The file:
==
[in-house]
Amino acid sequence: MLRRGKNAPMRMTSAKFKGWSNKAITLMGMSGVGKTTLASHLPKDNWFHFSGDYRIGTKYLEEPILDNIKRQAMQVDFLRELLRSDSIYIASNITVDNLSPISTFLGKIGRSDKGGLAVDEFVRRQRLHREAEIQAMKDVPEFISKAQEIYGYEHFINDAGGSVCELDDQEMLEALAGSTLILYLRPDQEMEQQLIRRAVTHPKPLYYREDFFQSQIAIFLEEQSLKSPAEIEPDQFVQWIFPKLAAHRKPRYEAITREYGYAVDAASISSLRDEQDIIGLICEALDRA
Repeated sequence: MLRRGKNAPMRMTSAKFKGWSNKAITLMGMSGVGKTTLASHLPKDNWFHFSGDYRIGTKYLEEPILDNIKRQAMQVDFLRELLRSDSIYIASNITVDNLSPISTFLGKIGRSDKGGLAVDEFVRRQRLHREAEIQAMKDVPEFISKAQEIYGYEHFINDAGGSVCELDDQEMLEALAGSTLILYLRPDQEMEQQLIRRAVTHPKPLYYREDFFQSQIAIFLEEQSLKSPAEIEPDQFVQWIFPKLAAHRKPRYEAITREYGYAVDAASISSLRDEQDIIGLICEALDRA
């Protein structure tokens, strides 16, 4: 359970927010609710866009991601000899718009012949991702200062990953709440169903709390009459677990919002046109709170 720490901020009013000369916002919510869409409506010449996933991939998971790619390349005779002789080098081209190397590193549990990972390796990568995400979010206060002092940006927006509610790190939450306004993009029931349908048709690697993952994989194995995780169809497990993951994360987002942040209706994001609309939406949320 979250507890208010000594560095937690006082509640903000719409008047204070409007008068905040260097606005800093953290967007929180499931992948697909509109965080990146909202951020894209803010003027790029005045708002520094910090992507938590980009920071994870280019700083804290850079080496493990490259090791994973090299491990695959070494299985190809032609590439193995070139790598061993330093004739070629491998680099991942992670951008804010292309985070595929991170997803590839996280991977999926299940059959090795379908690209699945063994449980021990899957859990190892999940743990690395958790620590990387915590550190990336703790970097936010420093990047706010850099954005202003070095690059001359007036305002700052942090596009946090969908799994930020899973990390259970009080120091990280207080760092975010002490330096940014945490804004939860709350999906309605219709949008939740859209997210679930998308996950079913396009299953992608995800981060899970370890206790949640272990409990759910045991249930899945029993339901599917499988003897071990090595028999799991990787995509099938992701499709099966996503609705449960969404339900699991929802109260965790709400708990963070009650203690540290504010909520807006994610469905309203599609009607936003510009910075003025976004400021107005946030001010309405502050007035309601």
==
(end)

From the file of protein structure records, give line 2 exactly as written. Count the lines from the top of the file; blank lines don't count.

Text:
Amino acid sequence: MLRRGKNAPMRMTSAKFKGWSNKAITLMGMSGVGKTTLASHLPKDNWFHFSGDYRIGTKYLEEPILDNIKRQAMQVDFLRELLRSDSIYIASNITVDNLSPISTFLGKIGRSDKGGLAVDEFVRRQRLHREAEIQAMKDVPEFISKAQEIYGYEHFINDAGGSVCELDDQEMLEALAGSTLILYLRPDQEMEQQLIRRAVTHPKPLYYREDFFQSQIAIFLEEQSLKSPAEIEPDQFVQWIFPKLAAHRKPRYEAITREYGYAVDAASISSLRDEQDIIGLICEALDRA